Two summer-related announcements.
First, the new exhibit in the LHR’s lobby display case features selected images of Kingston summers gone by. Just as we do today, past Kingston residents and visitors enjoyed the warmth of the brief New England summers. Stop by and have a look!
Second, the Local History Room will be closed for vacation July 15 to July 29. You can email questions to email@example.com, or leave a voicemail at 781-585-0517 x123 (be sure to leave all of your contact information).
Yes, the Local History Room is full of old stuff, but sometimes we get new old stuff, new to us anyway. One of our recent accessions is a small trove of photographs, most not well identified, of boats built by George W. Shiverick in his shop on the Jones River. This unique collection was donated by Shiverick’s grand-daughter.
This particular snapshot stands out because it’s labeled in the hand of former Frederic C. Adams Librarian Ethel J. Shiverick (George’s daughter-in-law, in case you didn’t know) as follows:
Geo. W. Shiverick aboard “Alice,” personal boat, named for wife. EJS
We have so few paper fragments of this legendary boat-builder’s life and work, that a photo of him in his very own boat is just special.
As many of you know, the town is awaiting a new Harbormaster Patrol Boat, which is estimated to arrive around July 17th, and perhaps sooner. This purchase was authorized at this year’s special town meeting.
The Board of Selectmen have offered a “contest” to name the boat for the town. The person who submits the name chosen will be given a maiden voyage around Kingston Harbor on the boat, along with family and/or friends to the maximum allowed on the boat.
So, please submit your entries to me with a copy to Laurie, and pass along the info on this contest to others in your department, and/or in the town!
Here are some possibilities from the Local History Room. Submit your own to the Town Administrator’s office (see here for how to)
The schooner Cordova, 93 tons, 69′ in length with a beam of 18 ‘ and a draft of 8’, was built in Kingston in 1835 by Lysander Bartlett for Benjamin Delano. Described by Henry Jones in Ships of Kingston as a full-bowed vessel, with masts raked well aft, bowsprits steeved very high and ports painted in the old style, she sailed to the West Indies, along the New England coast and throughout Atlantic fishing grounds until 1882.
In 1835 Cordova brought in a haul of 42,000 fish from the Grand Banks, but in 1855, she engaged in a different kind of business there, one that may have saved a sister schooner.
Grand Bank, August 29th 1855
Received on Board the Schr [schooner] called the Mary Brewer of Castine, from on Board Schr. Cordova of Kingston viz. one anchor weighing two hundred and fifty pounds, and the stock belonging thereunto for which I promise to pay the owners of the Cordova or return said anchor &c in good order. James Brophy
The Mary Brewer, a schooner of 115 tons, 77′ by 21′ by 8′, had been built in Vinalhaven, ME in 1852, but sailed from Castine. She was one of the largest of the Grand Bankers in the Penobscot Bay area.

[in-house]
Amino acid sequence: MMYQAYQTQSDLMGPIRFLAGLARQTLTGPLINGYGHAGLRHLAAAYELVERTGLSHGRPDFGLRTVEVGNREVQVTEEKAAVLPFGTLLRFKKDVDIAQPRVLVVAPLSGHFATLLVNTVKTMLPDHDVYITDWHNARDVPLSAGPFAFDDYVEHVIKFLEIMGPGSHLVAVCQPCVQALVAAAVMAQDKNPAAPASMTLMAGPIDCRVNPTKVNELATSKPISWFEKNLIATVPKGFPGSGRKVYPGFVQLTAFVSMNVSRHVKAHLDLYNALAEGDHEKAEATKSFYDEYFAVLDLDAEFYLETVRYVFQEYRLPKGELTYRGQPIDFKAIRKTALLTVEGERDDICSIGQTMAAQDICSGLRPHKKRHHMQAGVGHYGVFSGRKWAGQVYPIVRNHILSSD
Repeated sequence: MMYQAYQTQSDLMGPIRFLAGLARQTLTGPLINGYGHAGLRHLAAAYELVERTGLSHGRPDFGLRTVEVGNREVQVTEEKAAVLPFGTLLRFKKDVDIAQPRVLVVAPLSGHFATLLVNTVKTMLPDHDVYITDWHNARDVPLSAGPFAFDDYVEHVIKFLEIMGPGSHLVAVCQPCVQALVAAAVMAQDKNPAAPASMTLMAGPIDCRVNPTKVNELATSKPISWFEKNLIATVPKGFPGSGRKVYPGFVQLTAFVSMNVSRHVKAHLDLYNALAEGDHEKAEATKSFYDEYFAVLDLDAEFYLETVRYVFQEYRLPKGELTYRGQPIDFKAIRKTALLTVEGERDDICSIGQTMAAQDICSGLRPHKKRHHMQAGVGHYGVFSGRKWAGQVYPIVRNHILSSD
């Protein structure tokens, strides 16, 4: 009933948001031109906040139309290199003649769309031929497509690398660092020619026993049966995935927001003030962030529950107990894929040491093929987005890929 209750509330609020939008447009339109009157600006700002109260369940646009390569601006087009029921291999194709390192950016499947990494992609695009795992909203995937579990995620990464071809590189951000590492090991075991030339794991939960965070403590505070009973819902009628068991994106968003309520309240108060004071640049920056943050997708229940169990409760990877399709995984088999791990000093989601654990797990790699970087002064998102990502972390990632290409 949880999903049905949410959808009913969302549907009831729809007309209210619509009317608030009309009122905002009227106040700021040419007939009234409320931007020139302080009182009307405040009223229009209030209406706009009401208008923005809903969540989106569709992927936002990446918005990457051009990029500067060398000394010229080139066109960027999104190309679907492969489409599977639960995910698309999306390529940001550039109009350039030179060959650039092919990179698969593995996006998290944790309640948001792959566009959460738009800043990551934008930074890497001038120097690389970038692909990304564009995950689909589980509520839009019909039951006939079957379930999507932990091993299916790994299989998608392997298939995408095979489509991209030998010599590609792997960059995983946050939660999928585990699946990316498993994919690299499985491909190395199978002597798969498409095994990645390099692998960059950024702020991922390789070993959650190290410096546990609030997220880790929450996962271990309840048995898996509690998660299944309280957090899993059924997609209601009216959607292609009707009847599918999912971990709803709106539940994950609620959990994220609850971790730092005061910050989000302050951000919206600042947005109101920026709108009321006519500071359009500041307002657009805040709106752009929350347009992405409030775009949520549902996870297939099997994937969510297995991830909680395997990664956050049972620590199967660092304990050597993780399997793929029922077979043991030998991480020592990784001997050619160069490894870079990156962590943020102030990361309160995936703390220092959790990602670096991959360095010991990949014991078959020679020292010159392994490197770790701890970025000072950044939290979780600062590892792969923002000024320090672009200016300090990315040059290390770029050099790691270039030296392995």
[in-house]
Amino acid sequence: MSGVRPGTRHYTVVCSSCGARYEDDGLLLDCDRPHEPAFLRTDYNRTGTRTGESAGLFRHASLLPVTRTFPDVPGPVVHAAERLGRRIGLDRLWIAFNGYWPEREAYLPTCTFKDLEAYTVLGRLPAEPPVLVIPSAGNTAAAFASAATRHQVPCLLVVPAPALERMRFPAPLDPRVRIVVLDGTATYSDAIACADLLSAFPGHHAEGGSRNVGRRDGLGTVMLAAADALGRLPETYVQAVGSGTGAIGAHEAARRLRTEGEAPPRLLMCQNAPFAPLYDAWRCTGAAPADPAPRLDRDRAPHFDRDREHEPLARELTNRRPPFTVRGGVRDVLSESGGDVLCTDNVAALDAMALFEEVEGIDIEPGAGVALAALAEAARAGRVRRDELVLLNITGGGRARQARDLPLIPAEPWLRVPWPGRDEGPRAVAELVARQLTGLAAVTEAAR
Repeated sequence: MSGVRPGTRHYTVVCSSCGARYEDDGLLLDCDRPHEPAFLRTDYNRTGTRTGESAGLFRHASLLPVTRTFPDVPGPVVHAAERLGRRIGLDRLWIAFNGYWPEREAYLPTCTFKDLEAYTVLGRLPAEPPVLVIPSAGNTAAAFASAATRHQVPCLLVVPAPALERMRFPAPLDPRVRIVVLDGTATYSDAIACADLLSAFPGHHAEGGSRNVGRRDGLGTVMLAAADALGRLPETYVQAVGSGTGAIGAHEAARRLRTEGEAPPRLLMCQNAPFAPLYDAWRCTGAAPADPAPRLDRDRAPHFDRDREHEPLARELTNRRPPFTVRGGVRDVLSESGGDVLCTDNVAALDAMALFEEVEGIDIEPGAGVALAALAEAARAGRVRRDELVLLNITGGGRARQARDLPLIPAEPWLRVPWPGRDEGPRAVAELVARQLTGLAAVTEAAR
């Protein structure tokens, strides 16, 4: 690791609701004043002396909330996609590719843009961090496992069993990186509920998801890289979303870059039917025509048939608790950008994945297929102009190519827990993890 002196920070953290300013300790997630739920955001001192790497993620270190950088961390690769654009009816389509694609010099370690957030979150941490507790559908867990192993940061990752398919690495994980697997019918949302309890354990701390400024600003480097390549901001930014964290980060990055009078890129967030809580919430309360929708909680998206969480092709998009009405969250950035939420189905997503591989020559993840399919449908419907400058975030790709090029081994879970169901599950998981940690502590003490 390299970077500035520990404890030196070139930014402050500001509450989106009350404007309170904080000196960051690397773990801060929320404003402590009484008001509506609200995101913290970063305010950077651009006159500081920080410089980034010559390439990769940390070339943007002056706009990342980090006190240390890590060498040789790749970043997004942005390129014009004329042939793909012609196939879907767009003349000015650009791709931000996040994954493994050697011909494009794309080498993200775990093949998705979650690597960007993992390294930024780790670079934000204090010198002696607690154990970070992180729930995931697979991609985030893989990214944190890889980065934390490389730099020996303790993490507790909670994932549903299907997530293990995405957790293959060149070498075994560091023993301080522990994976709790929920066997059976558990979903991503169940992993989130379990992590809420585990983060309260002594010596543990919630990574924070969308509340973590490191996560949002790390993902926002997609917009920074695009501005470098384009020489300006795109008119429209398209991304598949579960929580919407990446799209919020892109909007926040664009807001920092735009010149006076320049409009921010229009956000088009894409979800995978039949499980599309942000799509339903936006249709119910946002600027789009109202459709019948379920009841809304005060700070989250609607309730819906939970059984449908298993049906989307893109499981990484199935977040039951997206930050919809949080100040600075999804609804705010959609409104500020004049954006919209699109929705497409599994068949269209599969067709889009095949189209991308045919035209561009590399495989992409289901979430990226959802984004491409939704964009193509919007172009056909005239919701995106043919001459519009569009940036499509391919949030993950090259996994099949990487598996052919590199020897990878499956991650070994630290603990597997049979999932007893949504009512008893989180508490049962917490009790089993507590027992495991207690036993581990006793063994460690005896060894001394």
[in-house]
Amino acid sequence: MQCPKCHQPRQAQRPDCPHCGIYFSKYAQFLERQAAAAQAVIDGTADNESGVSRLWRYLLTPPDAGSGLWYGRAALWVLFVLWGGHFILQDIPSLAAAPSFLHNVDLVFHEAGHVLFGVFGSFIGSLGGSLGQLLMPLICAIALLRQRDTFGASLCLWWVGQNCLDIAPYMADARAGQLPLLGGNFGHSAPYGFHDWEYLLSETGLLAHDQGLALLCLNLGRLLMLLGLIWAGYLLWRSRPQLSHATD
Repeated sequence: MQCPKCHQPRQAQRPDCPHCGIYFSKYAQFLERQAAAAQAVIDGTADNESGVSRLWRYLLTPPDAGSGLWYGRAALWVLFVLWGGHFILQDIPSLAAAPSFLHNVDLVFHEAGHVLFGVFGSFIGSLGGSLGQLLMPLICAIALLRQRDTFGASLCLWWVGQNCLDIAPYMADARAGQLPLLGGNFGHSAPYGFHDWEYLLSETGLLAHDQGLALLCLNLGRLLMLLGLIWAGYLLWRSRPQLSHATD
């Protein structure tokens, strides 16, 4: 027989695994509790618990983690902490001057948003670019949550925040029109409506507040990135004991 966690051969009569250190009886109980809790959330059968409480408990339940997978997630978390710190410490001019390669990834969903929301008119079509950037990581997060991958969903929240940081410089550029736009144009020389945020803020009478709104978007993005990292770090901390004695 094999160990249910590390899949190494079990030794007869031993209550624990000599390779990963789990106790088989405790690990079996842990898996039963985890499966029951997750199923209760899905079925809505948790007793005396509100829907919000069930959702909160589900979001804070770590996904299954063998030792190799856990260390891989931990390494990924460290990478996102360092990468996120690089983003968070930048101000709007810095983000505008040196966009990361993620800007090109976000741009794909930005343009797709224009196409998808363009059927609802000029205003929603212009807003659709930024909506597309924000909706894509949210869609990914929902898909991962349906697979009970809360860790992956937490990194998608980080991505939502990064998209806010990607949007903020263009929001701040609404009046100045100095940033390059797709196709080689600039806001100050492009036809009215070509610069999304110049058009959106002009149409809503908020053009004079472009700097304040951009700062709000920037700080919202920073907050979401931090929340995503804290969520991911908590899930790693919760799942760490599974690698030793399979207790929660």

Kingston’s storied history of building ocean-going sailing vessels stretches from about 1713, when shipwright Samuel Drew and his son Cornelius set up shop on the Jones River, until 1874, when Edward Holmes launched the brig Helen A. Holmes, or perhaps until 1898 when Edward Ransom built only Kingston’s only steamer, the Tiger. As the era of great sailing ships passed away, for a short time Kingston ruled the yachting world.
This month’s exhibit highlights some of the knockabouts, catboats and spritsails built in Kingston and raced in local waters by members of the Kingston Yacht Club, whose annual regatta is this weekend.
This photograph just turned up in a recent donation to the Local History Room. It has no date, no place, nothing beyond the image itself. Context and best guesses, however, suggest that it dates to the late 19th century and shows the interior of one of the small boatyards on the Jones River. Further, the vessel under construction very likely belonged to a member of the Holmes family. More research may turn up additional information. In the meantime, enjoy the unusual view.
In the spring of 1898, noted Kingston ship-builder Edward A. Ransom launched the largest vessel constructed on the Jones River since 1874, the steamer Tiger. She was, in the words of Henry M. Jones, author of Ships of Kingston, “a handsome vessel” of 30 tons with an overall length of 53′, a beam of 14′ and a draft of 6′.
Here she is moored in front of Ransom’s boathouse, with the Bradford Homestead just up the hill. Ransom and his co-owners, A.J. Hill, C.A. Ransom and H.S. West,* used the Tiger for fishing and lobstering for several years, then sold her to the Churches of Tiverton, R.I., who used her as a porgy steamer.
* A handwritten annotation in the archivist’s copy of Ships of Kingston tells us that West was the father of Kingston Town Historian Margaret Warnsman.
Source: Ships of Kingston, Henry M. Jones (The Memorial Press of Plymouth, Massachusetts: 1926)